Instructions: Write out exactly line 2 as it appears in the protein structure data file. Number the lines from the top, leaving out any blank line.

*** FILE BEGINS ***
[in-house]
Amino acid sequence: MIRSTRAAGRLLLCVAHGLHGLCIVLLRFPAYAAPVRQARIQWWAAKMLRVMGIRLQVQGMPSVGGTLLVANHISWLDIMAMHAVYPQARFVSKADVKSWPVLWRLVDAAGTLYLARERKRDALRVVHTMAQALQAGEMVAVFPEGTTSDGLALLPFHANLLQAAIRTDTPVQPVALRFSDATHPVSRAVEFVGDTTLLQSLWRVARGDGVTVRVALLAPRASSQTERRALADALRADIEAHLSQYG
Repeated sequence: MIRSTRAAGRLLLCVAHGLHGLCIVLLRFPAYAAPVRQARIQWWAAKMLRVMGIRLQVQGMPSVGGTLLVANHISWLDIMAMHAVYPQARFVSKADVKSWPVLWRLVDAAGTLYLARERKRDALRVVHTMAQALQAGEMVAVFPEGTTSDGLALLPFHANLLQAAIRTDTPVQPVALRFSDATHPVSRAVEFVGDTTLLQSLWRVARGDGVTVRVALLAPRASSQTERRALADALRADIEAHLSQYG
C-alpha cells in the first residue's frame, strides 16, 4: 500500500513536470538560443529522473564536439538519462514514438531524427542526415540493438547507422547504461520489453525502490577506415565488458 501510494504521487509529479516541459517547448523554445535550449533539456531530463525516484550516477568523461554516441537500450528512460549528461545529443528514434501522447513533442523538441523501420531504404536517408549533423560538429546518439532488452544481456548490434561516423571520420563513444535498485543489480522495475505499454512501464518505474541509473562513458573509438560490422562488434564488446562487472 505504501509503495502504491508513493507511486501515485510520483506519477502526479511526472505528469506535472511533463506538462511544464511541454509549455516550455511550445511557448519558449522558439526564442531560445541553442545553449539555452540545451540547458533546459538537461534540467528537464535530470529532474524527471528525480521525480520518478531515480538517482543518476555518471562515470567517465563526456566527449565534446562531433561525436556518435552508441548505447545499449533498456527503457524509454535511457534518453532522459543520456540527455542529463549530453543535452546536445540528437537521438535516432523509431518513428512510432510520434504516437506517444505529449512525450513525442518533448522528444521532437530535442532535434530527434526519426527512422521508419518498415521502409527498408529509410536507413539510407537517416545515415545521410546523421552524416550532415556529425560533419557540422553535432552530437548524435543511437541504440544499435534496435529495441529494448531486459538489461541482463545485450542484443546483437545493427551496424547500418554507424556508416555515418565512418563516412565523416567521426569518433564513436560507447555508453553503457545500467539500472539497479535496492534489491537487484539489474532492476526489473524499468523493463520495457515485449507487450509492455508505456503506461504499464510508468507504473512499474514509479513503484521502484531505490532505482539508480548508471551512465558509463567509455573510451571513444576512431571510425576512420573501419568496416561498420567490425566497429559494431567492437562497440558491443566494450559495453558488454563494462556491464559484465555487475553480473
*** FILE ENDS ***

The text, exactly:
Amino acid sequence: MIRSTRAAGRLLLCVAHGLHGLCIVLLRFPAYAAPVRQARIQWWAAKMLRVMGIRLQVQGMPSVGGTLLVANHISWLDIMAMHAVYPQARFVSKADVKSWPVLWRLVDAAGTLYLARERKRDALRVVHTMAQALQAGEMVAVFPEGTTSDGLALLPFHANLLQAAIRTDTPVQPVALRFSDATHPVSRAVEFVGDTTLLQSLWRVARGDGVTVRVALLAPRASSQTERRALADALRADIEAHLSQYG